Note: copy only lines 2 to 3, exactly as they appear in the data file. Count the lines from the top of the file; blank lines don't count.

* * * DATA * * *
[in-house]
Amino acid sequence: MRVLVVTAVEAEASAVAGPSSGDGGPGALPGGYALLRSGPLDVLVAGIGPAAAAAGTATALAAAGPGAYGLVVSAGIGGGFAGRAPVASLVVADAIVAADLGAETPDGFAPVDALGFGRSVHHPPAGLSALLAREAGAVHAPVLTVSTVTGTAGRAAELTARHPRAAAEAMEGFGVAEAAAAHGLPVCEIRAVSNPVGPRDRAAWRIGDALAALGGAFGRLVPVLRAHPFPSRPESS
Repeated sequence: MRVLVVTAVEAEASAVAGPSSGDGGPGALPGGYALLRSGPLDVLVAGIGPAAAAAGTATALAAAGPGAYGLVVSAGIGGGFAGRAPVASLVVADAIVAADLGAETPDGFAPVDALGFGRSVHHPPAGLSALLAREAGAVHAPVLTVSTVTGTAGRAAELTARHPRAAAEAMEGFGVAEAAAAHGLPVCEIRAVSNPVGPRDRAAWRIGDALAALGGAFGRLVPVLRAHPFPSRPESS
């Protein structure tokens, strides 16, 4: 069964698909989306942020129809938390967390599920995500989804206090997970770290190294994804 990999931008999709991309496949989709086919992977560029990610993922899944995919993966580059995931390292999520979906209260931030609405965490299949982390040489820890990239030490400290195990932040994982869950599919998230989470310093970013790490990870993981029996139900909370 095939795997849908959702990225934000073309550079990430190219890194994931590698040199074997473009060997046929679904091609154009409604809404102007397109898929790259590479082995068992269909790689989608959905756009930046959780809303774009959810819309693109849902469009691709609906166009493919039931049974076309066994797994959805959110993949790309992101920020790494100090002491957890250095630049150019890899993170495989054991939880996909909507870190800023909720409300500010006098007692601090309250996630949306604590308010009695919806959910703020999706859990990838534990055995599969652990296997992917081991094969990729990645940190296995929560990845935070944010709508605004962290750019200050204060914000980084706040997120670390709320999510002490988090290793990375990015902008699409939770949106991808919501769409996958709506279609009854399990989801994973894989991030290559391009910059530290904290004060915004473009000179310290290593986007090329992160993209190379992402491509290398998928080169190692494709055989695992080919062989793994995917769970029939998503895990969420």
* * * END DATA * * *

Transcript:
Amino acid sequence: MRVLVVTAVEAEASAVAGPSSGDGGPGALPGGYALLRSGPLDVLVAGIGPAAAAAGTATALAAAGPGAYGLVVSAGIGGGFAGRAPVASLVVADAIVAADLGAETPDGFAPVDALGFGRSVHHPPAGLSALLAREAGAVHAPVLTVSTVTGTAGRAAELTARHPRAAAEAMEGFGVAEAAAAHGLPVCEIRAVSNPVGPRDRAAWRIGDALAALGGAFGRLVPVLRAHPFPSRPESS
Repeated sequence: MRVLVVTAVEAEASAVAGPSSGDGGPGALPGGYALLRSGPLDVLVAGIGPAAAAAGTATALAAAGPGAYGLVVSAGIGGGFAGRAPVASLVVADAIVAADLGAETPDGFAPVDALGFGRSVHHPPAGLSALLAREAGAVHAPVLTVSTVTGTAGRAAELTARHPRAAAEAMEGFGVAEAAAAHGLPVCEIRAVSNPVGPRDRAAWRIGDALAALGGAFGRLVPVLRAHPFPSRPESS